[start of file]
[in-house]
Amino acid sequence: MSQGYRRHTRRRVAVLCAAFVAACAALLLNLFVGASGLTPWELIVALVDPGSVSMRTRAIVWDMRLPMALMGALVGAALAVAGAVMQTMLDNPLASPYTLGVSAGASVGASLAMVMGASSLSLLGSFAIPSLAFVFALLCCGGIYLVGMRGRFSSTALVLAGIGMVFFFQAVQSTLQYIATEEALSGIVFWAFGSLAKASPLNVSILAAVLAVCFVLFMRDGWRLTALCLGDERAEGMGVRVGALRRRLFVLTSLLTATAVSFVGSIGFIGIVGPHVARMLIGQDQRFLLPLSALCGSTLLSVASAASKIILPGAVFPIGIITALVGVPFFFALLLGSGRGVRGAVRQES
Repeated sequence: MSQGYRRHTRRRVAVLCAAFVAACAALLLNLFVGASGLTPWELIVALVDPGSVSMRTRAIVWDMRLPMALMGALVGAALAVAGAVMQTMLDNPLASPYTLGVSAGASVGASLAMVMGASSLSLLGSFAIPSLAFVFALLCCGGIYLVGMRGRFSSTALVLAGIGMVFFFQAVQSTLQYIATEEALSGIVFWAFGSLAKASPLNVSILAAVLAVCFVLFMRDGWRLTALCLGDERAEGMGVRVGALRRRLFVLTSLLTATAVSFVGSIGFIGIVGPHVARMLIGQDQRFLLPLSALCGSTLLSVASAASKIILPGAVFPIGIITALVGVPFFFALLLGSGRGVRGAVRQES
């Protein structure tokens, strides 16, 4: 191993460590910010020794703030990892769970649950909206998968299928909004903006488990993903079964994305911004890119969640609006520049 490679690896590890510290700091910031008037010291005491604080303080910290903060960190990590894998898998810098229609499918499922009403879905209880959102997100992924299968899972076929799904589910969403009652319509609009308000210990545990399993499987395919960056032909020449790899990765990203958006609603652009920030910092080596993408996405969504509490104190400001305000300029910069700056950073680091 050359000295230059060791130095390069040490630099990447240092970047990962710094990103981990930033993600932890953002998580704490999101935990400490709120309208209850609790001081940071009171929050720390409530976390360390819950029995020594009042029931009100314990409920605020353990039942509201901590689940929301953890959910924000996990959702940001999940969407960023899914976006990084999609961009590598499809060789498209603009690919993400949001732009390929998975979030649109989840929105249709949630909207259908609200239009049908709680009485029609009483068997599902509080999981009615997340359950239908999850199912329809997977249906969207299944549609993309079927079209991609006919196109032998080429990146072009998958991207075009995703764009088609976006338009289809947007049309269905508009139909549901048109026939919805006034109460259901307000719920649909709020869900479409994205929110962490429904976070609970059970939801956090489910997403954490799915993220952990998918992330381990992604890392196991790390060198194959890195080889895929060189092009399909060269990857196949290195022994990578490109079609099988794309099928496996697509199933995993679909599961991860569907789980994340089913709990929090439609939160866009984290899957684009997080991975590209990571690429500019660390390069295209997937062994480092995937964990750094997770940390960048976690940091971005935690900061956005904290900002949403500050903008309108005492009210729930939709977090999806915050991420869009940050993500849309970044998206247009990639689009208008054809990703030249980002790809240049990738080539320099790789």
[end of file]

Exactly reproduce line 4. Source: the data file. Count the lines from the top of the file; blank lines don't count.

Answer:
């Protein structure tokens, strides 16, 4: 191993460590910010020794703030990892769970649950909206998968299928909004903006488990993903079964994305911004890119969640609006520049 490679690896590890510290700091910031008037010291005491604080303080910290903060960190990590894998898998810098229609499918499922009403879905209880959102997100992924299968899972076929799904589910969403009652319509609009308000210990545990399993499987395919960056032909020449790899990765990203958006609603652009920030910092080596993408996405969504509490104190400001305000300029910069700056950073680091 050359000295230059060791130095390069040490630099990447240092970047990962710094990103981990930033993600932890953002998580704490999101935990400490709120309208209850609790001081940071009171929050720390409530976390360390819950029995020594009042029931009100314990409920605020353990039942509201901590689940929301953890959910924000996990959702940001999940969407960023899914976006990084999609961009590598499809060789498209603009690919993400949001732009390929998975979030649109989840929105249709949630909207259908609200239009049908709680009485029609009483068997599902509080999981009615997340359950239908999850199912329809997977249906969207299944549609993309079927079209991609006919196109032998080429990146072009998958991207075009995703764009088609976006338009289809947007049309269905508009139909549901048109026939919805006034109460259901307000719920649909709020869900479409994205929110962490429904976070609970059970939801956090489910997403954490799915993220952990998918992330381990992604890392196991790390060198194959890195080889895929060189092009399909060269990857196949290195022994990578490109079609099988794309099928496996697509199933995993679909599961991860569907789980994340089913709990929090439609939160866009984290899957684009997080991975590209990571690429500019660390390069295209997937062994480092995937964990750094997770940390960048976690940091971005935690900061956005904290900002949403500050903008309108005492009210729930939709977090999806915050991420869009940050993500849309970044998206247009990639689009208008054809990703030249980002790809240049990738080539320099790789």